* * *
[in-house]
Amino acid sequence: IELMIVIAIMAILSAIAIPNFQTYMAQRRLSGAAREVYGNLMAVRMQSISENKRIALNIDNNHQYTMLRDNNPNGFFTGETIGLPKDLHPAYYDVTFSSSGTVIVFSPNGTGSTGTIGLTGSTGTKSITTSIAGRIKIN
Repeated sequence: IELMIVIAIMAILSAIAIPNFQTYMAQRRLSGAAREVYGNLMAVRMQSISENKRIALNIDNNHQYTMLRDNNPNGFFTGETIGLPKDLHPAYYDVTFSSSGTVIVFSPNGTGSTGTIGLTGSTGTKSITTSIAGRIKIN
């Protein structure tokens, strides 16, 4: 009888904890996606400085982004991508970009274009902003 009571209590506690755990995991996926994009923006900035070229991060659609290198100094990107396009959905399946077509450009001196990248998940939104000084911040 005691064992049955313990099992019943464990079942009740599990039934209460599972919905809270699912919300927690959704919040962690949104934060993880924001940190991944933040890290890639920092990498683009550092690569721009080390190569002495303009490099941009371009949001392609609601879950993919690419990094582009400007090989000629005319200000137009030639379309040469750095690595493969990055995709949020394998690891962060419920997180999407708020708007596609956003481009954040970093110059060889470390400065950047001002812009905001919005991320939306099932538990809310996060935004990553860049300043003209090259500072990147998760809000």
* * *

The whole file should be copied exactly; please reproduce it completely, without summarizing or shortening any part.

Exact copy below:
[in-house]
Amino acid sequence: IELMIVIAIMAILSAIAIPNFQTYMAQRRLSGAAREVYGNLMAVRMQSISENKRIALNIDNNHQYTMLRDNNPNGFFTGETIGLPKDLHPAYYDVTFSSSGTVIVFSPNGTGSTGTIGLTGSTGTKSITTSIAGRIKIN
Repeated sequence: IELMIVIAIMAILSAIAIPNFQTYMAQRRLSGAAREVYGNLMAVRMQSISENKRIALNIDNNHQYTMLRDNNPNGFFTGETIGLPKDLHPAYYDVTFSSSGTVIVFSPNGTGSTGTIGLTGSTGTKSITTSIAGRIKIN
């Protein structure tokens, strides 16, 4: 009888904890996606400085982004991508970009274009902003 009571209590506690755990995991996926994009923006900035070229991060659609290198100094990107396009959905399946077509450009001196990248998940939104000084911040 005691064992049955313990099992019943464990079942009740599990039934209460599972919905809270699912919300927690959704919040962690949104934060993880924001940190991944933040890290890639920092990498683009550092690569721009080390190569002495303009490099941009371009949001392609609601879950993919690419990094582009400007090989000629005319200000137009030639379309040469750095690595493969990055995709949020394998690891962060419920997180999407708020708007596609956003481009954040970093110059060889470390400065950047001002812009905001919005991320939306099932538990809310996060935004990553860049300043003209090259500072990147998760809000």